The legislature passed this landmark legislation and sent it to the North Carolina Utilities Commission, which regulates Duke Energy. The Utilities Commission was tasked with filling in the specifics of how to reach those goals. The Commission held several public hearings and Duke Energy also worked with over 500 stakeholder groups to talk about what would be an achievable plan. In December, the Commission issued its order, which, among other items, calls for more investments to upgrade our grid so we can bring on more renewable energy and close coal plants. It also calls for investing in new technology that, for example, will reroute power when there’s an outage in your neighborhood, reducing the number of people impacted. It’s called self-healing technology and it’s like a GPS that reroutes you when you’re driving because of a traffic jam ahead. The Carbon Plan will be revisited and can be tweaked in the future. As we know, there’s new technology coming down the pike, and we want to take advantage of new technology that might not even be fully developed or in place at this time.

Young girl loading dishwasher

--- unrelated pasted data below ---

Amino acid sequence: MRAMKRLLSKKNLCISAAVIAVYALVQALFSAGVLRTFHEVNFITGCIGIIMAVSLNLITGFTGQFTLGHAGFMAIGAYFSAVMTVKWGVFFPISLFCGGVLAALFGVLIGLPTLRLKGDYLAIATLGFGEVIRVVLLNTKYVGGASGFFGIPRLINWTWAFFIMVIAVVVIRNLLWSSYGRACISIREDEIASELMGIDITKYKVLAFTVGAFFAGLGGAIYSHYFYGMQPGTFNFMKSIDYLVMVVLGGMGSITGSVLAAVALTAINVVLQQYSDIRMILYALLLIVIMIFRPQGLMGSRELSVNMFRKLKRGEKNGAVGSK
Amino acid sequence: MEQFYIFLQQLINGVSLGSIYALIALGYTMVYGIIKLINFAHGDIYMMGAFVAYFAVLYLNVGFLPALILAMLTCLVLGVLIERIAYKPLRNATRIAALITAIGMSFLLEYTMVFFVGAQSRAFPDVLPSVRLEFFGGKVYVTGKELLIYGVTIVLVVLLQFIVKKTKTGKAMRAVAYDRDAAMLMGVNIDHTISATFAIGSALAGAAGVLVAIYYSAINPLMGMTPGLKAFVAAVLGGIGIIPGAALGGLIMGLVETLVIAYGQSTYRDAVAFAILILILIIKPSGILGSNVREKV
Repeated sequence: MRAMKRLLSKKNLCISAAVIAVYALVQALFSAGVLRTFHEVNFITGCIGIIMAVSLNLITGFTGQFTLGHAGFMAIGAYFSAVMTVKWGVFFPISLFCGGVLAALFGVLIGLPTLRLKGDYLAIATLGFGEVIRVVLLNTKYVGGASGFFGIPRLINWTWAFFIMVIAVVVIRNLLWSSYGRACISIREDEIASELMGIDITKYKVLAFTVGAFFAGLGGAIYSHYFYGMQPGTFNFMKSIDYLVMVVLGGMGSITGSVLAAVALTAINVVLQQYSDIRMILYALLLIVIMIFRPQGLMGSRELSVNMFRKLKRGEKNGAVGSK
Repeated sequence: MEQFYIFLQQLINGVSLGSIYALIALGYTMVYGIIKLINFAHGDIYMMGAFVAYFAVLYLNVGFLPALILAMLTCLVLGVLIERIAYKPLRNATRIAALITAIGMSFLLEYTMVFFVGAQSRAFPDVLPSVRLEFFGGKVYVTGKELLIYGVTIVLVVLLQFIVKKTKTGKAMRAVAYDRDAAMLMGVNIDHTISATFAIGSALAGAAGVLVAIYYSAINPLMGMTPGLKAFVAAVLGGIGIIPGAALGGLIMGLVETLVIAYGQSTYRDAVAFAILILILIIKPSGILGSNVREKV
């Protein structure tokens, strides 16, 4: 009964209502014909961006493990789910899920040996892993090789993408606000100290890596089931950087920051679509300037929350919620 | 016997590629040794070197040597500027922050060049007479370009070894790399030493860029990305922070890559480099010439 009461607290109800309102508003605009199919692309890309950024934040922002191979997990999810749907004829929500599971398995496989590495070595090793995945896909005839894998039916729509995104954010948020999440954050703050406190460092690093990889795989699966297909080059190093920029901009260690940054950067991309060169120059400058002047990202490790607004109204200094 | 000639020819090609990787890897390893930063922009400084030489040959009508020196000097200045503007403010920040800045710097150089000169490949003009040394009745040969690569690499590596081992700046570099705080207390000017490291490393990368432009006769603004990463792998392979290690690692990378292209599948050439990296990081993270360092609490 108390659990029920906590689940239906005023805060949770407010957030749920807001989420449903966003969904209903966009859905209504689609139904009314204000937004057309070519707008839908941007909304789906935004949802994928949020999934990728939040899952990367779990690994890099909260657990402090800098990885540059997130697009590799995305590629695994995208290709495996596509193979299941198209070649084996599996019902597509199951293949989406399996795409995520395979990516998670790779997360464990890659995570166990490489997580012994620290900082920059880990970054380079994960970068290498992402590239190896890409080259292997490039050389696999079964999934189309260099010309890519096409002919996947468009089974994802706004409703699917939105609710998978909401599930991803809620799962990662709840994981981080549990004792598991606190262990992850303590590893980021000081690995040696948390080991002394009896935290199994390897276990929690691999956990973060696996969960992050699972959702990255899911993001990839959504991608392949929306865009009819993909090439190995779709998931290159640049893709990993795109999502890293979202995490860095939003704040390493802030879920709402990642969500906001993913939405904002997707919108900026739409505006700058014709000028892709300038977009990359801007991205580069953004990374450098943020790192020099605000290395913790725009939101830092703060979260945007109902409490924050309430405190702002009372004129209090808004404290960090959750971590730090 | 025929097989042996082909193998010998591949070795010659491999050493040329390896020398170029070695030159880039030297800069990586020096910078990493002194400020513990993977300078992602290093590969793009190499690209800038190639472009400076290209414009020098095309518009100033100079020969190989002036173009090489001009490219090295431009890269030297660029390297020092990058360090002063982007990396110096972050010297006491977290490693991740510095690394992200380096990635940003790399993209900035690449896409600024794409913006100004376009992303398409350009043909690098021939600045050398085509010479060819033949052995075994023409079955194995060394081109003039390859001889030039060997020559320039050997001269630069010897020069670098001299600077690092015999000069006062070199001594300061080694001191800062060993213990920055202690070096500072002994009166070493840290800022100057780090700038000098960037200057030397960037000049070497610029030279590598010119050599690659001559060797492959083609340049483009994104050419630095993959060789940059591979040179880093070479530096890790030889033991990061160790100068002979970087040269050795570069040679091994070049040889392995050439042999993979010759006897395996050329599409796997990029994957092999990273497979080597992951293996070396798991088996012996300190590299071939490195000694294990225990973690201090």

Helping Reduce Energy Costs 

We know that higher prices and increasing costs are taking their toll on household budgets everywhere. So, Duke Energy is prioritizing affordability.  We’re working to provide customers with additional options and ways to take control of their energy use.

For the past two years, we have helped 242,000 customers in North Carolina access financial assistance. Our grid investments give our customers more options and controls over their energy use to help them save money.

Here’s a couple of different things that I just want to throw out there that customers can access on our on our website.

    • If you’re a renter or you own rental property. Duke Energy is offering a free energy efficiency program to help renters save. Our Multifamily Energy Efficiency Program allows renters to receive energy saving projects installed in each multifamily residential and common area with no additional cost if you own a home.